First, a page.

Specialty game retailer GameStop (GME) is one stock that’s no stranger to volatility.
After dropping from an area just north of $60 in late 2007, the stock didn’t find a real bounce-able bottom until late 2008 closer to the $17 area, from where it rallied into spring 2009. For the ensuing four years, GME traded in a range — albeit a wide and choppy one — between $15.50 on the low end and almost $29 on the upper end.
In August 2012, GameStop finally found a more serious bottom, which seemingly coiled the stock up and made it spring higher into 2013. GME has since been on an unstoppable tear, which in May brought it to the 50% retracement level of the entire massive selloff from the late 2007 peak down to the August 2012 lows.
GameStop has overcome plenty of technically important resistance areas in this near-vertical leap since August 2012. The breakout of the aforementioned trading range in April of this year was important, but from an even longer-term perspective, the current juncture might hold more important clues.
On the daily chart of GME below, note that the important breakout took place on March 28, which snapped the stock out of a wedge/pennant pattern (blue lines) and ultimately paved the way for the breakout of the longer-standing trading range discussed above. The steep rally into mid-May then quickly corrected to the 61.8% Fibonacci support line (i.e., exactly where it should have found support) into late May. GameStop then immediately took off again, and just last Friday retested the mid-May highs, which of course coincide with the 50% retracement on the long-term chart above.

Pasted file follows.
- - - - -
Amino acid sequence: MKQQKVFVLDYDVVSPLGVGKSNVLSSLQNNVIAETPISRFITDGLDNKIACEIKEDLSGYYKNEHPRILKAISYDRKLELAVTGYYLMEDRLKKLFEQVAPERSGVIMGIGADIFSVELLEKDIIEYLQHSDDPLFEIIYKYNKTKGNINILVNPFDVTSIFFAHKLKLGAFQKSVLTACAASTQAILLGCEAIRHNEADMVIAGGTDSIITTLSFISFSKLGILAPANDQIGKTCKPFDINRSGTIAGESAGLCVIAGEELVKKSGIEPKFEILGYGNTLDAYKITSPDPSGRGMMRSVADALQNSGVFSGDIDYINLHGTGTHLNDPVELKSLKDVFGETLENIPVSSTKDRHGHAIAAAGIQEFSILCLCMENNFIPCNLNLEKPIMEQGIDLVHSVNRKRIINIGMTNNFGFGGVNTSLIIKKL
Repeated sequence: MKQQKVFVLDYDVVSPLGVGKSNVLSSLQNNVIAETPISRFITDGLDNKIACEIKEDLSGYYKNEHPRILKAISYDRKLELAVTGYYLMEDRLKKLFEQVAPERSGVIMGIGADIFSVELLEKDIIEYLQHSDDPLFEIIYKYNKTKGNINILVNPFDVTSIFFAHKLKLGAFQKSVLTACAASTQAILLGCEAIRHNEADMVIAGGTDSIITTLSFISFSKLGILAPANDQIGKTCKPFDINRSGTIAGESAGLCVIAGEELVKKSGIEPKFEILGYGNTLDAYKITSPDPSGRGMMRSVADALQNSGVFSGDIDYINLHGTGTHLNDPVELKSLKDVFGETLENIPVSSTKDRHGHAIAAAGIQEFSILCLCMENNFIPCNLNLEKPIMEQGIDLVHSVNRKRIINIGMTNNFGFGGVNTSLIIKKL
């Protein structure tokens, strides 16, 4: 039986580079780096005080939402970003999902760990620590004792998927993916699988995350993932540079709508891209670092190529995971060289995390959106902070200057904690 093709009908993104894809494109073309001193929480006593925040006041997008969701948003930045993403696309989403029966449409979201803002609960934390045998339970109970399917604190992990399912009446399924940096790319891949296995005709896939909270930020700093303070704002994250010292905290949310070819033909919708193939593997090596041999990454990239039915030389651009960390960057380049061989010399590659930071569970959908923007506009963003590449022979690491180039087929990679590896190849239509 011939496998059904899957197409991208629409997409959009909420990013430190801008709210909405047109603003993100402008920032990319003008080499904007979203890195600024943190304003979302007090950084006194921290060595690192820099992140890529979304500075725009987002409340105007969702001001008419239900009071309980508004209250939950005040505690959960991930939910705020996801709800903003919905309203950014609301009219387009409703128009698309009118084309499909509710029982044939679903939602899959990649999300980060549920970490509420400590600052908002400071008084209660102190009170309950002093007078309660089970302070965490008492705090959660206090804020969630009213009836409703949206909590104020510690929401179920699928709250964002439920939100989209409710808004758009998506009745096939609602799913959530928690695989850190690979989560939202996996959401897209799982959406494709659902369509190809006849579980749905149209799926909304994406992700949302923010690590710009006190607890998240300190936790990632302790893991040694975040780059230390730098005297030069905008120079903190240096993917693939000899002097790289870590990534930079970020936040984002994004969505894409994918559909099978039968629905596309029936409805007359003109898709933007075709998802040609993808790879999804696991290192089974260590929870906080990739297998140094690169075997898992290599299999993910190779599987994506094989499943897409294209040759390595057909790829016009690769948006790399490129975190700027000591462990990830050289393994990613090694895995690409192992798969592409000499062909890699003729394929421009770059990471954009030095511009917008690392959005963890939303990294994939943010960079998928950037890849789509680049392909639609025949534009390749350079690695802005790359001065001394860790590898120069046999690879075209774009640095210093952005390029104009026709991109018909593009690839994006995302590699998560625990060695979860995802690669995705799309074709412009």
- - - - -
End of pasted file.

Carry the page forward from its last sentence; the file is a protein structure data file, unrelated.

Should GME be able to overcome the May highs around $39.70, it would open up the gates toward $44.
However, prudent traders should always be on the lookout for any potential nasty bearish reversals, which can ruin a bull party within minutes.